A STORY is told of a man who was praying his heart out at the Kotel. He was so emotional that a concerned gentleman wanting to help, asked him for the name of the sick person for whom he was praying. He replied that no one was ill and, after further questioning, it transpired that he had a peaceful home and a good job, his children were married and were doing well.  “So what are you praying so passionately for?” the man asked. The reply: “I am saying thank you!”

Sadly in our society we are very quick to criticise but far slower to show our gratitude. Indeed, it is apparent that Elton John was wrong, ‘sorry’ isn’t the hardest word – ‘thank you’ is.

There is perhaps no better example of this  than in our schools. We quite rightly have exacting standardsand will hold a school and its teachers to account for any failures. However how often do we say thank you?

When I was a headteacher, there was a steady trickle of letters of complaint, but sadly, letters of appreciation were few and far between.

You may surmise, perhaps quite accurately, that this reflects more on my abilities than parental attitudes, but in conversations with school leaders and teachers it seems that thank yous are universally rare.

At the same time, we expect ever more from our teachers. I doubt there has been a more challenging time to educate children and teachers on the front line have an exceptionally difficult task. They are expected to be expert educators, surrogate parents and policemen; not just preparing students for endless assessments, but giving them a sense of moral purpose, an appreciation of the values of society, and, in the case of our schools, a love of Judaism.

To achieve this, teachers need to be able to relate to their students, communicate in innovative ways utilising the latest technology, enthuse and inspire them, and act as true role models. We rely on our teachers to provide an education that transcends the classroom and can be applied to every aspect of their students’ life.

The former Chief Rabbi, Lord Sacks, wrote: “The Egyptians built pyramids, the Greeks built temples, the Romans built amphitheaters. Jews built schools. They knew that to defend a country you need an army, but to defend a civilization you need education. So Jews became the people whose heroes were teachers, whose citadels were schools, and whose passion was study and the life of the mind.”

Indeed, as we look back over history our greatest heroes were our teachers, who led our communities with learning and wisdom rather than violence and war.  They were the ones who took every situation and enabled us to re-contextualise events, both during these events and also afterwards. They have shaped the way we live life and the way we view our history. Perhaps it is time we realised that these incredible individuals are not just part of our history, but are very much the heroes of today.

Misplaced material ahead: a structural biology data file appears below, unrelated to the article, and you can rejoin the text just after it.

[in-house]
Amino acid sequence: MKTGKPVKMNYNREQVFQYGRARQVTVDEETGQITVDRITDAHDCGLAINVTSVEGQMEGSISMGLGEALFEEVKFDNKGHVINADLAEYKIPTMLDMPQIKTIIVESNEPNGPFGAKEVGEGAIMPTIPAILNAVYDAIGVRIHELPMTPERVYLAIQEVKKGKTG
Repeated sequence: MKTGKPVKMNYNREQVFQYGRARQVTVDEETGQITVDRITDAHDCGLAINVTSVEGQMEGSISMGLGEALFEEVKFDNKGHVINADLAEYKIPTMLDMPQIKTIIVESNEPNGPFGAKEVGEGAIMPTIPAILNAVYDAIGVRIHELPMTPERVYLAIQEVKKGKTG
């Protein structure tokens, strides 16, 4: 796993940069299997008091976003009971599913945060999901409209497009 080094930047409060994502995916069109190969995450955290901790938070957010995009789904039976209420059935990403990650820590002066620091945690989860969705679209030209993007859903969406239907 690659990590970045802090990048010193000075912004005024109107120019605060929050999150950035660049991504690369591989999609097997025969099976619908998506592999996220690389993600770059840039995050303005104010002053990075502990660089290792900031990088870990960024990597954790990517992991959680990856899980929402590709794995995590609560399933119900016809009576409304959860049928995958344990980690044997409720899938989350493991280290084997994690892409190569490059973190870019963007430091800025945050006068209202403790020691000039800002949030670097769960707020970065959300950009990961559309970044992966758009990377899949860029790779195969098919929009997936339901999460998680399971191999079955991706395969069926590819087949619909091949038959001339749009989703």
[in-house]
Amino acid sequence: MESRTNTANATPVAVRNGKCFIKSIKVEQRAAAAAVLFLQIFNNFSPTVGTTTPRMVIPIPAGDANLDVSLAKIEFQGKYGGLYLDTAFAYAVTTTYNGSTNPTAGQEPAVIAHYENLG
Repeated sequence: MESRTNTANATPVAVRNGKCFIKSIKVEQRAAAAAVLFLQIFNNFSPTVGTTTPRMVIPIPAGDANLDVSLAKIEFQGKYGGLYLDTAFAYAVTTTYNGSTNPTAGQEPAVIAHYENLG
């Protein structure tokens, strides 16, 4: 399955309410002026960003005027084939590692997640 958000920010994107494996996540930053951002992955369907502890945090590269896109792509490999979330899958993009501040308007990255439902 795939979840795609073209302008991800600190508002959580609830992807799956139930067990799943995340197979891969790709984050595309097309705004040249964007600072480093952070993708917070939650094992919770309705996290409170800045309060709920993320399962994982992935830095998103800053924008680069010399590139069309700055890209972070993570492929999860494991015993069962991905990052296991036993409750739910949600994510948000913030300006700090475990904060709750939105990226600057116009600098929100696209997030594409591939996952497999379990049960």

An advert for Body Shop stated, if you think education is expensive, try ignorance.  We can’t afford to be ignorant, and we need to start recognising and valuing the heroic efforts of or teachers. Male or female, young or old, these professionals all tirelessly dedicate their time and energy as they literally invest their life and soul into educating our children.

With the changing educational landscape it is ever more important that schools are supported in their work, and PaJeS plays an important part in this respect. Whether it is working with Headteachers, delivering teacher and leadership training or curriculum development including producing high quality materials for teaching Chumash, Tefilla and Ivrit. PaJeS also ensures that schools are informed about the latest developments in education, helping to represent their needs to the DfE and Ofsted, investigating pressures on admissions, and even delivering procurement services. PaJeS is at the forefront of supporting education in our community.

We frequently celebrate the standards of excellence of our schools as reflected by their exceptional performance in the league tables, but at the same time we must recognise the individuals who have helped ensure this success.  It is for this reason that I am so proud of the efforts of PaJeS and the Jewish News, who have pioneered the inaugural Jewish Schools Awards. This was an opportunity for children, parents and grandparents to say thank you for the efforts of all those who work in our schools.  Every nominee was recognised and sent a certificate, and I know of one nominee who, when presented with her certificate, was so thankful she burst into tears.

It was extremely hard to select the finalists, and even harder to determine the winners in each category, but the awards were not about winners or losers. These individuals are building the foundations for our next generation and are all winners. This was an opportunity for the whole community to say thank you to our heroes.